Since I started reading more than 50 books a year I stopped remembering what actually happened in them. Character names, plot points, who did what to whom and why, these things float into the ether within weeks of finishing a book.
Every single time. Without fail.
I read The Orenda when it came out a few years ago and absolutely loved it. I mean, I loved that book. It’s one of my favorite pieces of Canadian fiction. Now, I can’t even tell you the names of the characters. Not a single one. I could pick them out of a lineup, sure, but as for instant recall, I got nuthin’.
River of Stars by Guy Gavriel Kay is my third favorite book of all time. I can name two characters in it off the top of my head. That’s insane.
This is something that’s bothered me for quite a while. Am I reading too many books? Am I not absorbing them the way I should be? Do I need to read fewer books, more slowly, to really squeeze the juice out of them? I was starting to think so.
And then I listened to the August 21st episode of The Watch podcast, “Critiquing ‘Game of Thrones’ and Previewing the Fall TV Season”. On it, TV critic extraordinaire Andy Greenwald talked about how the details of a piece of art aren’t important, or, at least, they’re less important than the feeling that piece of art leaves you with.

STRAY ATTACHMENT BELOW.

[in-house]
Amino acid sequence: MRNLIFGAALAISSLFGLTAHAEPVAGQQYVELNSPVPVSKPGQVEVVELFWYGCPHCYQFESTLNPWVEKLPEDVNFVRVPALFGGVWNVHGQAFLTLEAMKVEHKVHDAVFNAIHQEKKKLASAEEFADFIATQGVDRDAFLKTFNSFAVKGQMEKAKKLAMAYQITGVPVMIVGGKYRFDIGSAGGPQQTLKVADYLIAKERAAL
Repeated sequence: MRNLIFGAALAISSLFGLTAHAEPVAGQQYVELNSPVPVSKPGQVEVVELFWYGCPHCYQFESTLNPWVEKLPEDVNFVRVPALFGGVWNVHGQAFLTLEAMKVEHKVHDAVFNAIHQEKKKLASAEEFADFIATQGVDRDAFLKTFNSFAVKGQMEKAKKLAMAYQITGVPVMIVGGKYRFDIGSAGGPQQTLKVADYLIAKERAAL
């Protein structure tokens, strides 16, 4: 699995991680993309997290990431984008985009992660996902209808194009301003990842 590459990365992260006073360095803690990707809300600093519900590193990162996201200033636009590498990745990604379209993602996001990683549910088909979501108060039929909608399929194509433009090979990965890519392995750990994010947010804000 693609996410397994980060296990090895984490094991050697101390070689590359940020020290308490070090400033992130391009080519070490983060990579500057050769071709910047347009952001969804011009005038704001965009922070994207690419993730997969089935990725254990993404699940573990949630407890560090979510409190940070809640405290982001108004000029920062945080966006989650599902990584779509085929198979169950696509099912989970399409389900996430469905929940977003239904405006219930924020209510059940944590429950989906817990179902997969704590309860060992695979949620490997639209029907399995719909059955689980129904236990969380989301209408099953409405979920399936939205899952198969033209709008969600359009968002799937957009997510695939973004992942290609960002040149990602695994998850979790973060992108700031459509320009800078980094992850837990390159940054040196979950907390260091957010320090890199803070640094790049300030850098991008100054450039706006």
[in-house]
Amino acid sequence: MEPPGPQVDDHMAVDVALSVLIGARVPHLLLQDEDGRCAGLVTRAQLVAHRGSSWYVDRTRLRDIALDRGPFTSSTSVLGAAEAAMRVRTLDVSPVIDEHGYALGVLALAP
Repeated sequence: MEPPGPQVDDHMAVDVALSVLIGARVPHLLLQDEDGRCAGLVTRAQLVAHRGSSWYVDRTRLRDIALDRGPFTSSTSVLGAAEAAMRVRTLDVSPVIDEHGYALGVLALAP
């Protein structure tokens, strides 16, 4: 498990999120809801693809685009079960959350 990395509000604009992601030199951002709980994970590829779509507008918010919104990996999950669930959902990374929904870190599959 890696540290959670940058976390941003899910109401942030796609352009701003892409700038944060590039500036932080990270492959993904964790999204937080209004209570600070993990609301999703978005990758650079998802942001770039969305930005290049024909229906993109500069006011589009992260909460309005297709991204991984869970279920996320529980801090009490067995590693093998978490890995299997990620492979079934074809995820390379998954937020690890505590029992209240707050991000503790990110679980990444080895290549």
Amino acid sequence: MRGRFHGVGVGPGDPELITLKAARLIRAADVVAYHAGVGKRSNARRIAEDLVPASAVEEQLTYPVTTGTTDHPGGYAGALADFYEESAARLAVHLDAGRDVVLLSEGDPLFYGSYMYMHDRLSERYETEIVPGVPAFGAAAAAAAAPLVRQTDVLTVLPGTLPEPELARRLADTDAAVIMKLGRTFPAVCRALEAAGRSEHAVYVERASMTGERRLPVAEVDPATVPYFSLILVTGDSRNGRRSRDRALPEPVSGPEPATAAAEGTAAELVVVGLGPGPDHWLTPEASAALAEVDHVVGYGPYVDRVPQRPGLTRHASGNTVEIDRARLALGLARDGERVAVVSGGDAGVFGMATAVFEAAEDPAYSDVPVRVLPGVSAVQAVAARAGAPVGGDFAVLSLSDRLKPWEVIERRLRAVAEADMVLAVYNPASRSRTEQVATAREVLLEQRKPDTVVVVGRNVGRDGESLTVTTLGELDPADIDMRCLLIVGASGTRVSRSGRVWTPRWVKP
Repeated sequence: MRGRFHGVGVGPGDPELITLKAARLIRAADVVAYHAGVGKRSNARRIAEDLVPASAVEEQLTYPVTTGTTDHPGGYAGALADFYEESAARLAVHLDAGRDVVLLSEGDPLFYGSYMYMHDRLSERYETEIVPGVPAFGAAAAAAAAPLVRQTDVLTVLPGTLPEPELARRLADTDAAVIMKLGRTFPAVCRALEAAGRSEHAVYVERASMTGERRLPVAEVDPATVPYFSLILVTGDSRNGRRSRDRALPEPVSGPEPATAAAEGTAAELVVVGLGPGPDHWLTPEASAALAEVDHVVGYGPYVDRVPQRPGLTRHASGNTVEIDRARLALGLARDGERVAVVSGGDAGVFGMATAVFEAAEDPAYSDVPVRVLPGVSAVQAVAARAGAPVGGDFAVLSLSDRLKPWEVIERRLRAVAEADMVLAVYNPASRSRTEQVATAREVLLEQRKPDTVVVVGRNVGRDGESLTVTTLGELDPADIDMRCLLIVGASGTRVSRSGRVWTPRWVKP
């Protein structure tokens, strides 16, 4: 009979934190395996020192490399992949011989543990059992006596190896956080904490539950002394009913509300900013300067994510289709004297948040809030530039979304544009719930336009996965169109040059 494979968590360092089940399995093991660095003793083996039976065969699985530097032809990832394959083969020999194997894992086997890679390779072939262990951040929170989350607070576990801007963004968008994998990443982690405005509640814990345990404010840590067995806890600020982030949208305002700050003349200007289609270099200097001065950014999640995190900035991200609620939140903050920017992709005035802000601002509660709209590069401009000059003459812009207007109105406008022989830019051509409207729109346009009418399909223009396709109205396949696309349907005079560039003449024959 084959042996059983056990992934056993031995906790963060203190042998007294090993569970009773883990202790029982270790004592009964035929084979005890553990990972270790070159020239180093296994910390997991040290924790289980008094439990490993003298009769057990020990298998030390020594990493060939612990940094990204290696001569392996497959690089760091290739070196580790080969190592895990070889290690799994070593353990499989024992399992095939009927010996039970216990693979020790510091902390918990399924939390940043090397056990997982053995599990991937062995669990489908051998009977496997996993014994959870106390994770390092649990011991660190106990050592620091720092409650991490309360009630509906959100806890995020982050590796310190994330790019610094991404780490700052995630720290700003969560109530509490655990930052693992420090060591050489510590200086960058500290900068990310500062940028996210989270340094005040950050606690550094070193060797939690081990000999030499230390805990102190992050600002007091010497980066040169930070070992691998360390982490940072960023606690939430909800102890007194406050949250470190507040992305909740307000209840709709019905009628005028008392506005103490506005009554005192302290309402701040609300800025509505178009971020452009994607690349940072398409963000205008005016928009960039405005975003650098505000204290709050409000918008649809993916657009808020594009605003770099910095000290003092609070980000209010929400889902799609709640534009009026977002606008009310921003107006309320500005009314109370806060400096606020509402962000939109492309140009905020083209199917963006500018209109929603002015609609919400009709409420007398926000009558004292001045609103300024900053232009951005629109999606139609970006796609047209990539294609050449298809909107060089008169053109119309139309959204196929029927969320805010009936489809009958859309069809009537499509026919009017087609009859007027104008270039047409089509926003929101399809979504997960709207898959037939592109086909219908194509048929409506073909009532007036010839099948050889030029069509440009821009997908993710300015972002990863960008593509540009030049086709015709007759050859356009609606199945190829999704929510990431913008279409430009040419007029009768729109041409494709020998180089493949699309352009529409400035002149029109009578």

Instantly, I felt better.
“We don’t really care about whodunnit, why they dunnit, the details. We joke all the time about James Crumley, one of our favorite novelists … I don’t know what happens in those books and I’ve read them five times. I don’t care. It’s about the characters, it’s about the vibe. It’s about the overall experience of reading this book.”
Andy’s right. The details are absolutely secondary to the way a book makes you feel, how it makes you think, how it changes you once you’ve read it. This reminded me about one of my favorite scenes from last year’s Captain Fantastic. In it, Viggo Mortenson’s character asks his young daughter what the book she’s reading is about.
Father: What are you reading?
Father: I didn’t assign that book.
Daughter: I’m skipping ahead.
Daughter: It’s interesting.
Father: Interesting is a non-word. You know you’re supposed to avoid it. Be specific.
Daughter: …It’s disturbing.
Father: More specific.
Daughter: Can I just read?
Father: After you give us your analysis thus far.
Daughter: There’s this old man who loves this girl, and she’s only 12 years old…
Father: That’s the plot.
She then goes on to describe what the book is about. How it made her feel, how she sympathizes with this character even though he is a pedophile even though she hates him at the same time.
That’s what reading Lolita is about. It’s not about who said what or who did this or that. That’s just plot. And plot is just the thread between the stuff we actually care about.
So even if I don’t remember the details, I don’t care. I remember the important things, like how I felt, how I changed, and how it made me think.